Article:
In the aftermath of the blast, the invasion began, just as he knew it would. Air craft and ground troops stormed through the portal; driven by an unending thirst for death that would lead them to consume this entire world.
But there was more; more that Ardonis hadn’t previously seen. He now realized that all was not lost. All hope now rested with a single boy: the one known as Arran. Ardonis saw the boy racing through the rubble of El Ad’dan. Sent by the Guardians, he had been spared the destruction; his sole purpose to close the gateway and seal off whatever other horrors it would yet unleash. No matter the cost and no matter the sacrifice, he had to succeed.
Time had somehow fragmented and the fate of multiple timelines—past, present and future—all seemed to converge upon a single moment in time. A moment that would determine the fate of not just this world, but possibly an entire universe.
The images subsided and Ardonis opened his eyes.
As he again became aware of his surroundings, his gaze fell upon the teenage boy standing ahead of him. The boy watched him with equal curiosity, his brown eyes betraying a weary knowingness that intrigued Ardonis. Whoever this boy was and wherever he was from, he had obviously suffered a great deal. It saddened him to see such pain in eyes so young, yet beneath the surface Ardonis could sense a reservoir of unfathomable inner strength. Moreover, there was something unspeakably familiar about him. He didn’t know how or why, but Ardonis somehow knew this boy. He knew his thoughts, his dreams and his pain as intimately as he knew his own reflection.
Malkiastan placed a hand upon the boy’s shoulder and motioned for Ardonis to come forward. As Ardonis approached, Malkiastan smiled. “It has been decided,” he said. “The future now rests with you. And it is time. You must go forth. Go forth and fight for it.”
* * *
“Run! We do not have much time!”
Ardonis ushered his people down the torchlit corridors of the temple and into the portal chamber. Upon his return, he had done as the Council directed and gathered anyone that would listen and told them of the need to leave the city immediately. This was the third and final group of evacuees: men, women and children who had gathered as few belongings as possible and had been taken into the heart of the temple.
“Quickly now!” Ardonis shouted as they passed through the wall and entered the portal chamber. He directed them toward the gateway at the centre of the cavernous chamber, which was already activated in a blaze of cobalt light. Initially the evacuees hesitated, having never seen anything of the like. But one of Ardonis’s monks led the way, climbing the steps to the portal and disappearing into the vortex of light. At the behest of Ardonis, the evacuees began streaming into the portal one by one, assured that they were going to a place of safety.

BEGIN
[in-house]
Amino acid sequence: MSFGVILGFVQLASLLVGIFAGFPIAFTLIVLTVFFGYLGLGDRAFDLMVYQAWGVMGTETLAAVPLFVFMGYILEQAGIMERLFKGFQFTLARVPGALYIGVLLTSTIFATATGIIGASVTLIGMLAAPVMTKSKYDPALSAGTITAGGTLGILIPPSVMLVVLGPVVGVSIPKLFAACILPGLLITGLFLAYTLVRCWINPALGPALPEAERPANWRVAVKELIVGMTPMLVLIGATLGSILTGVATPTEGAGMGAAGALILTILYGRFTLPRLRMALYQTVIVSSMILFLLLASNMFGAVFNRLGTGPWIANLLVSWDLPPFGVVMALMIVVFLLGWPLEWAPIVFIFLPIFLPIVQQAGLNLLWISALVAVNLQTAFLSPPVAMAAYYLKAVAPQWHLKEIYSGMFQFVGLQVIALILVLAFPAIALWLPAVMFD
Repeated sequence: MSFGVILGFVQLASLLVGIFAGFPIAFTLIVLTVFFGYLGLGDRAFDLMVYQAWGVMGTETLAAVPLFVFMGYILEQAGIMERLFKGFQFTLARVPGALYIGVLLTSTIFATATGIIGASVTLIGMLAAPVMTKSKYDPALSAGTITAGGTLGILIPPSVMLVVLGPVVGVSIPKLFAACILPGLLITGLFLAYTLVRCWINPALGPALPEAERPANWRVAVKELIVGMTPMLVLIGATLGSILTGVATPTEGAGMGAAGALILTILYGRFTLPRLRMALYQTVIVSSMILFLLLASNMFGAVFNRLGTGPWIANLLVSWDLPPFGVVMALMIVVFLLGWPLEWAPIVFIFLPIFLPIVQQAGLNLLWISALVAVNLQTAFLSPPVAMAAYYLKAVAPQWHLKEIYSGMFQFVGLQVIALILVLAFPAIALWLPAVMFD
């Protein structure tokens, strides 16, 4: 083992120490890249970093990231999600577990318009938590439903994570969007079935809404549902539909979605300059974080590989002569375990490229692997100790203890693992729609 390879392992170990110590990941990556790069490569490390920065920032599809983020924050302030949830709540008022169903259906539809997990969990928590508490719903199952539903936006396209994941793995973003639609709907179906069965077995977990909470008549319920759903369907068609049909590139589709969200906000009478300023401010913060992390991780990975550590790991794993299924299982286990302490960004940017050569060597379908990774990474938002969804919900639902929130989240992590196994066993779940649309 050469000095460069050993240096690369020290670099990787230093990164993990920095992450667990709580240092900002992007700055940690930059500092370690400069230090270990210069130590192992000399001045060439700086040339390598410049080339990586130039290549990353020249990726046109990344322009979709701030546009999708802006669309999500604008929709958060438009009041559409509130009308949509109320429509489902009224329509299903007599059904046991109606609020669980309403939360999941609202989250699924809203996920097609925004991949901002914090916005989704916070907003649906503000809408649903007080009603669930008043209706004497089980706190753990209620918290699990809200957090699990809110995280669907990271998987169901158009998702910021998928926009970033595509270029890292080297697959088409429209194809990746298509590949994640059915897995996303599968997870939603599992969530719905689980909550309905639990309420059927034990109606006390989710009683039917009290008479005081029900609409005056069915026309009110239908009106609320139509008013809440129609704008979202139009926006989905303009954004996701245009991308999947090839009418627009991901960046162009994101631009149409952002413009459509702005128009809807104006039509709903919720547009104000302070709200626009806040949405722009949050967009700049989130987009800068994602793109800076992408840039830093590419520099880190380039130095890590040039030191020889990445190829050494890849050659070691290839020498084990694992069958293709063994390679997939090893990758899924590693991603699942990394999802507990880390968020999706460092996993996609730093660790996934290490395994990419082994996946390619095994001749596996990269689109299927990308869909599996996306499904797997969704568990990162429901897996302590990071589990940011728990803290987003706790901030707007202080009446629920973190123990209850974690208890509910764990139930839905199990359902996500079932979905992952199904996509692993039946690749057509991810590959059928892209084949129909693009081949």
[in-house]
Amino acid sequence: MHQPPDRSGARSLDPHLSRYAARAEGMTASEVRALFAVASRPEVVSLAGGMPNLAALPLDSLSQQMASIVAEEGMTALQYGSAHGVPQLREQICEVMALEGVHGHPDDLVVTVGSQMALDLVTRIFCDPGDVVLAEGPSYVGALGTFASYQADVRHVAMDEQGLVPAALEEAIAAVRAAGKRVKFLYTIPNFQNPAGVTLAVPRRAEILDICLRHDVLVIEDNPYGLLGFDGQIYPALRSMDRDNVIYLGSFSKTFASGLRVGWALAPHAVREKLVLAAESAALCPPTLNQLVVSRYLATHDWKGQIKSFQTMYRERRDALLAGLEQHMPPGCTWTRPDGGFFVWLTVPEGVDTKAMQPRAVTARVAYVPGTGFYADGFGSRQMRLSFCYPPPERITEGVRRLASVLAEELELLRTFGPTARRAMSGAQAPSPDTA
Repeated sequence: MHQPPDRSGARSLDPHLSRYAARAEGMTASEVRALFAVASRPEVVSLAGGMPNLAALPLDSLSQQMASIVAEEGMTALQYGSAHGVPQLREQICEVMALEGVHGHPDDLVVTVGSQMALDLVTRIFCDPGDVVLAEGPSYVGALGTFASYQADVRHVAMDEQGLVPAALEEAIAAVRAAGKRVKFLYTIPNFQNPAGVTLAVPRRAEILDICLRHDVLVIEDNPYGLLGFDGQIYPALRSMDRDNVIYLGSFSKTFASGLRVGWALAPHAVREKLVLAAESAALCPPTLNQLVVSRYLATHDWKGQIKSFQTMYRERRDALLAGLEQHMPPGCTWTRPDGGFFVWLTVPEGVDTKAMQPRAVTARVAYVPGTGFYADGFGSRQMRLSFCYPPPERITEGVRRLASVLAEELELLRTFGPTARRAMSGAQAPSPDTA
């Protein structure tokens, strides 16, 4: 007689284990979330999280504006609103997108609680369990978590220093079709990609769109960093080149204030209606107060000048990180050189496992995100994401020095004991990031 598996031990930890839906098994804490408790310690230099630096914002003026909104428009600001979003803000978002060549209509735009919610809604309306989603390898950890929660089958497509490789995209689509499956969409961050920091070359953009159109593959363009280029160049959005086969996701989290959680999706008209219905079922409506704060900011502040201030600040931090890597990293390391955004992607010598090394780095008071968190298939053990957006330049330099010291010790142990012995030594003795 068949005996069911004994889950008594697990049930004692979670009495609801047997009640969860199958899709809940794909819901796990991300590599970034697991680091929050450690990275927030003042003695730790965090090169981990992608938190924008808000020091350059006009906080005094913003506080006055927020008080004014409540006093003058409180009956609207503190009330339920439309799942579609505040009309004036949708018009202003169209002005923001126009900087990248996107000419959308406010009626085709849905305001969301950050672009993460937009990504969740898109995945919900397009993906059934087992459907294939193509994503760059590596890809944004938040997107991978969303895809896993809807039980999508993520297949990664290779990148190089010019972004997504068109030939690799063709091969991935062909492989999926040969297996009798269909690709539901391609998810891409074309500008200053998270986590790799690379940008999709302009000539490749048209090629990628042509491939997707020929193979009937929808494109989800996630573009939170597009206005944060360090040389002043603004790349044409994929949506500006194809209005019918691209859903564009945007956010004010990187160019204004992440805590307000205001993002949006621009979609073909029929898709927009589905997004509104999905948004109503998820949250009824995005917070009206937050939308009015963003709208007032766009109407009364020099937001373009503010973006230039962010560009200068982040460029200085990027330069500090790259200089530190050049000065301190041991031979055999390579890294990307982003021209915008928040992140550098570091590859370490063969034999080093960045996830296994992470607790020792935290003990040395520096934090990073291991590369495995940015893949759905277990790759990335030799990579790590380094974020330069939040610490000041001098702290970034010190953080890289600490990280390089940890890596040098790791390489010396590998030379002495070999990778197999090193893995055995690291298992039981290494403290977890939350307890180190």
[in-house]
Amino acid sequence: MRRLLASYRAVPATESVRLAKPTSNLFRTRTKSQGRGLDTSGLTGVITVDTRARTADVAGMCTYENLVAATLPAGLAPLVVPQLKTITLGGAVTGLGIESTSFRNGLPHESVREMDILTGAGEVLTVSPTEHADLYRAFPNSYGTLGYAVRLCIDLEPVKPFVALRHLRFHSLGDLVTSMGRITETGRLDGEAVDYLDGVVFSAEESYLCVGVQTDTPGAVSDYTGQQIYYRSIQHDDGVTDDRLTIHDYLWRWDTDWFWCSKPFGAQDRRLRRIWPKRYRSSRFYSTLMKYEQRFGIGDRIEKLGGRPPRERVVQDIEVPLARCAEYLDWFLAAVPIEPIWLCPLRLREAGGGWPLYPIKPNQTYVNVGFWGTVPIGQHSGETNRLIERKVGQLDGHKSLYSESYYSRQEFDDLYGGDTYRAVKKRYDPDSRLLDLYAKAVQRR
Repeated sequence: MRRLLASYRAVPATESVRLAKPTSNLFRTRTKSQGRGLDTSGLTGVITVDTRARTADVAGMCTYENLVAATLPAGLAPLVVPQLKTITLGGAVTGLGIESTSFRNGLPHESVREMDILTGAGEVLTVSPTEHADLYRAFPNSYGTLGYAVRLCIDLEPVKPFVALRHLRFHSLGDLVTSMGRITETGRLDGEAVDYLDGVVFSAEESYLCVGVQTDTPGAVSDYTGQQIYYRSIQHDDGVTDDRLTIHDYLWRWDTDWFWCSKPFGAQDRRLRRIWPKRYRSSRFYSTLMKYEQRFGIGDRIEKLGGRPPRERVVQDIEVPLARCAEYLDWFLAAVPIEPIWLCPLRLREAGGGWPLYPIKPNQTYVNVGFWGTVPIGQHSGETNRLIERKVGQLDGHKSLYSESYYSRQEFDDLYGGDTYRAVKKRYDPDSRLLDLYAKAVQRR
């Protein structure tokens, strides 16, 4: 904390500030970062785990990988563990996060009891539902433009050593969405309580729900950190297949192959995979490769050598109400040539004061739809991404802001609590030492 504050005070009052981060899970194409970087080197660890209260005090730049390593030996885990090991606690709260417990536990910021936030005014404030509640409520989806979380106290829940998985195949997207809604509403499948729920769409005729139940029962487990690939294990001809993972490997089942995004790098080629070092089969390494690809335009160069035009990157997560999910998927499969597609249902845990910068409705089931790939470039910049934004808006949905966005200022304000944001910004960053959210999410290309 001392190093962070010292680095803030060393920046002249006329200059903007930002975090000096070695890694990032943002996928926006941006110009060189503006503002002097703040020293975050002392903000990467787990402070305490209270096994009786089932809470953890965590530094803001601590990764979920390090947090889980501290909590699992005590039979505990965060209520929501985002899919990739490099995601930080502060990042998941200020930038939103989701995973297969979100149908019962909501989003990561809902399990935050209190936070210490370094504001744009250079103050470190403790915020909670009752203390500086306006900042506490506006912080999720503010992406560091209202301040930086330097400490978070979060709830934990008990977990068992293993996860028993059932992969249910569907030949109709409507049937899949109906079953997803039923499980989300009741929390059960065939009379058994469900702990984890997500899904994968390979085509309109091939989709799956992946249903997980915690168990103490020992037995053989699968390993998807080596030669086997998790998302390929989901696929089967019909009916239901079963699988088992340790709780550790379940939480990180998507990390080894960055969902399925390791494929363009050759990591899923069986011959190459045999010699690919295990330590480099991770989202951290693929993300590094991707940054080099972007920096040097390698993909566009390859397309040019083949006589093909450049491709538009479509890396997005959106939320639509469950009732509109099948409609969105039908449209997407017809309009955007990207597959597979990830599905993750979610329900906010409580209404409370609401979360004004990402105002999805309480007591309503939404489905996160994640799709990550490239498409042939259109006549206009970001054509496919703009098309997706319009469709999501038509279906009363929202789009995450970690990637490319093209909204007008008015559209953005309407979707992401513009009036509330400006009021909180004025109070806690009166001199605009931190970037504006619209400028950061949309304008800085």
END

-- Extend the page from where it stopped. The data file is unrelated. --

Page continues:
So little time…
The last of the escapees had now entered the portal. Ardonis ensured that his remaining monks and initiates made it to safety.
That was it! He had done it. They were safe. With a sigh of relief, the High Priest climbed the steps and was about to enter the portal himself—only it was too late.
A wave of fire blasted through the temple. With a force of unfathomable fury, it consumed everything; tearing through stone, metal and flesh alike with devastating ease.
Before Ardonis even realized what was happening, he was gone—his body instantly incinerated. All that remained of both he and his beloved temple was a wall of ash, and even that was soon dispersed by the wind.
The kingdom of Lasandria had been destroyed, and the world of Alanar plunged into an abyss of darkness.
* * *
Drifting. Ardonis drifted upon the oceanic current of Infinity; an endless sea of light, calm and rhythmic.
His journey was not yet over. His physical body was gone, cast off like a worn garment; and yet he remained.
There was no end. There could be no end. Such had it been throughout the timelessness of Infinity.
* * *
Following his ordeal amid the final moments of Lasandria, Ardonis rested, his consciousness dormant.
His death had been sudden and violent. It took him much time to recover from his abrupt departure from the mortal realm.
Yet he soon began to regain his strength. Awakening to a whole new world, he retook his place in the realm of the Guardians.
It became clear to him that his role as overseer of his people was not yet over. The only difference was that he now served from a new and higher vantage point, unconstrained by previous limitations.
* * *
Looking down upon the mortal realm, Lasandria was gone. The once-great civilization stood in ruins. But it was not the end. The cycle of life continued unabated and eternal.
The years passed into centuries and the centuries rolled into millennia.
All the while it was clear to Ardonis that the mortal realm had yet to release him from its grip. His role in the grand unfolding was not yet complete. In truth, it was only just beginning.